Getting Comfortable With Discomfort
© 2022 Lane Wallace
Aviation for Women magazine, January/February issue, 2022
A couple of weeks ago, I signed up for tennis lessons. I was getting bored with my normal jogging/elliptical exercise routine. I was also looking for some Covid-safe social interaction, especially because my husband had just been sent to Saudi Arabia for six months. And I had a tennis racquet, thanks to my mother-in-law. So tennis seemed like an activity worth exploring.
By the time I came up with the idea and found a place offering fall lessons, however, I’d already missed the first week’s class. And as I drove toward the courts that first evening, I found myself fighting a surprisingly strong impulse to turn around and go home. Home was safe. Known. Comfortable. Going forward offered none of those things. I didn’t know any of the people in this class. I was the late new kid, trying something that I wasn’t going to be very good at, at least at the start. I felt, in fact, very much like my awkward 9-year-old self again, being dropped off for my first swimming, drama … fill in the blank … lessons. And it didn’t feel good.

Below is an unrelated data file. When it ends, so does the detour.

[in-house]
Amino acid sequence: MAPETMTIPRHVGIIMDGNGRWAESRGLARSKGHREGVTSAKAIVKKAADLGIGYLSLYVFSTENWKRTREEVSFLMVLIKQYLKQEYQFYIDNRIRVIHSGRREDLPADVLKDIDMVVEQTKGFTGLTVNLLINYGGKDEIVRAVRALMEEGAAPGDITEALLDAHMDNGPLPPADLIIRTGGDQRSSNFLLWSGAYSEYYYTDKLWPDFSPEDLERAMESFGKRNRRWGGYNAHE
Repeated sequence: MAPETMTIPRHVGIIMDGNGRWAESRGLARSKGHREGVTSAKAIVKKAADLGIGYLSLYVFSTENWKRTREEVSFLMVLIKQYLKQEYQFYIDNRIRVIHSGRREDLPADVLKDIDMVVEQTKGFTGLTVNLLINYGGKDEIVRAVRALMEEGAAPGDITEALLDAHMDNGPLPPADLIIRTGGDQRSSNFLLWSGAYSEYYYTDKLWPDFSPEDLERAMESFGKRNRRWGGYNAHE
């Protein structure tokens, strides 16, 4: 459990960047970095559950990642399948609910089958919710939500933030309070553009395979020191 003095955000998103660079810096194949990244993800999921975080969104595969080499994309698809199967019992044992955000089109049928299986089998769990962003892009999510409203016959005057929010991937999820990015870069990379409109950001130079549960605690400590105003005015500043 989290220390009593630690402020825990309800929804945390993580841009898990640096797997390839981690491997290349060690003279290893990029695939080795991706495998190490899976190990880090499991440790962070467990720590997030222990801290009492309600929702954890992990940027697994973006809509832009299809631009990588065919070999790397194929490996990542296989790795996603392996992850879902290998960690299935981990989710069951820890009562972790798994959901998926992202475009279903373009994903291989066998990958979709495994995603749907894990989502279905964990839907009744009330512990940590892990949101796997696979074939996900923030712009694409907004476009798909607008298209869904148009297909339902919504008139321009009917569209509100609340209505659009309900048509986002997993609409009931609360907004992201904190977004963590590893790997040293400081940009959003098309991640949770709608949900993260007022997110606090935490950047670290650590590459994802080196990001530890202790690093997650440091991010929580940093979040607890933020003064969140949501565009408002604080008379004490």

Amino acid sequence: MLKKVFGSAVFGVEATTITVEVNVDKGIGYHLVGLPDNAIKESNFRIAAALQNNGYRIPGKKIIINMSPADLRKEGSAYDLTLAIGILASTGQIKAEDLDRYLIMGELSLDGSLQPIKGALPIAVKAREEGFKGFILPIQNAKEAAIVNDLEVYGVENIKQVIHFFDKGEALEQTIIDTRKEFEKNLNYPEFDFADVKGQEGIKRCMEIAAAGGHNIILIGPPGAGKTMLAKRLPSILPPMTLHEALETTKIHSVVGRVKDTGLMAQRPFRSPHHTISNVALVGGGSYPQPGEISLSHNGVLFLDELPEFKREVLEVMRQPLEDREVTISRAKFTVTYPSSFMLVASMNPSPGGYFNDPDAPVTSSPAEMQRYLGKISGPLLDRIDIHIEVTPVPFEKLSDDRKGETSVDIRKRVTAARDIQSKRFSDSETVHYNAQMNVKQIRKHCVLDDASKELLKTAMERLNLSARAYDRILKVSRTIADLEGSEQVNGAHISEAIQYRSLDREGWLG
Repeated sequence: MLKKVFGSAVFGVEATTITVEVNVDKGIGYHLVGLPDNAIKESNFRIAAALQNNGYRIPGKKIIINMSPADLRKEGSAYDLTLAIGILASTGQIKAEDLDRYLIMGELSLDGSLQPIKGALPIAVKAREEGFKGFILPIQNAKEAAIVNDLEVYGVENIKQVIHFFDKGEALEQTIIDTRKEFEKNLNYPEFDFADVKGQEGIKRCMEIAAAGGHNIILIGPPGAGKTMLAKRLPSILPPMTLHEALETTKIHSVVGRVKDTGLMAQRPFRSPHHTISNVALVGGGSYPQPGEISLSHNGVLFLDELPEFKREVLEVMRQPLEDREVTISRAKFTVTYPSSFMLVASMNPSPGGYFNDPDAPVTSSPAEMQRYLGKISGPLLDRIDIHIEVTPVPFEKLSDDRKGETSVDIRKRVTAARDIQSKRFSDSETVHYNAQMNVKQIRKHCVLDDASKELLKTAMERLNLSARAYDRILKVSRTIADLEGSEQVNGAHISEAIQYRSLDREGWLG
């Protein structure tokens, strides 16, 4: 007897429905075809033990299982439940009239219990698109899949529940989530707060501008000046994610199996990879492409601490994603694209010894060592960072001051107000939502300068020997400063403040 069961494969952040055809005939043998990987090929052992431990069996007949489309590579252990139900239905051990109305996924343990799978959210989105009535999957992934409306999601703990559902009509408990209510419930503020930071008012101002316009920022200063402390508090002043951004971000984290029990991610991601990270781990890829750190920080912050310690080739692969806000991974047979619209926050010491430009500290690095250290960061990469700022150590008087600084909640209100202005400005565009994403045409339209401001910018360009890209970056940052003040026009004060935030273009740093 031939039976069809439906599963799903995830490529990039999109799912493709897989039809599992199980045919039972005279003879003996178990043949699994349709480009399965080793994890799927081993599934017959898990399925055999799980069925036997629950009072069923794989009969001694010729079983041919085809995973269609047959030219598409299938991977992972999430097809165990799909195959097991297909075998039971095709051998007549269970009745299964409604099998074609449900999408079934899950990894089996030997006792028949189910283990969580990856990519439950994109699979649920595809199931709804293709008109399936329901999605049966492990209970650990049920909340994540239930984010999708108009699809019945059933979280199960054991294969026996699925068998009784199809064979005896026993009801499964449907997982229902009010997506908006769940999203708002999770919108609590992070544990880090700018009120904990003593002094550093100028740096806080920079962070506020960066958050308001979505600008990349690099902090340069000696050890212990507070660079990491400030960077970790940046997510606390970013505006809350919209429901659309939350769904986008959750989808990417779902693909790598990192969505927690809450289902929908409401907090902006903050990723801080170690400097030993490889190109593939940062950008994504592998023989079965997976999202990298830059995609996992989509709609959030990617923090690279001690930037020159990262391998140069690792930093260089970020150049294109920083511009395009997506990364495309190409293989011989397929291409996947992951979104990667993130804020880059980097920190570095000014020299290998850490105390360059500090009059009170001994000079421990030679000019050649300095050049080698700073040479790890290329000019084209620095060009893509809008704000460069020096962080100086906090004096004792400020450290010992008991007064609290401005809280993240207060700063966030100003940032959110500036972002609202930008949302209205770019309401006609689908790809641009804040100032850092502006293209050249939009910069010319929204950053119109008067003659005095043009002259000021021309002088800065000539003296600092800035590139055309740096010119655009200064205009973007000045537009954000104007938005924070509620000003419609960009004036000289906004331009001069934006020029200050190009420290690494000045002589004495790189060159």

When we’re kids, of course, we’re just learning everything. So even if it doesn’t feel comfortable to step into something new, we’re more used to it. But as we become adults and gain mastery of things we’ve been doing for a while, we get accustomed to feeling more comfortable in our environments and activities. And comfort is an amazingly seductive feeling. Whole collections of food, clothing and home goods are devoted to its appeal.
But as with many things that feel good—including sugar, wine, sunshine and yummy food—comfort requires a balancing act. In healthy doses, it allows us a place or space where we can de-stress, breathe out, relax into ourselves, and find renewal. But if we allow ourselves to sink too far into it, comfort can become a trap; a dangerous sedative that keeps us from making the kinds of choices that will lead to happier lives. Think about how many women you know whose career or personal decisions have been influenced by a reluctance to leave a place where they’ve become comfortable, even if they might be happier somewhere else.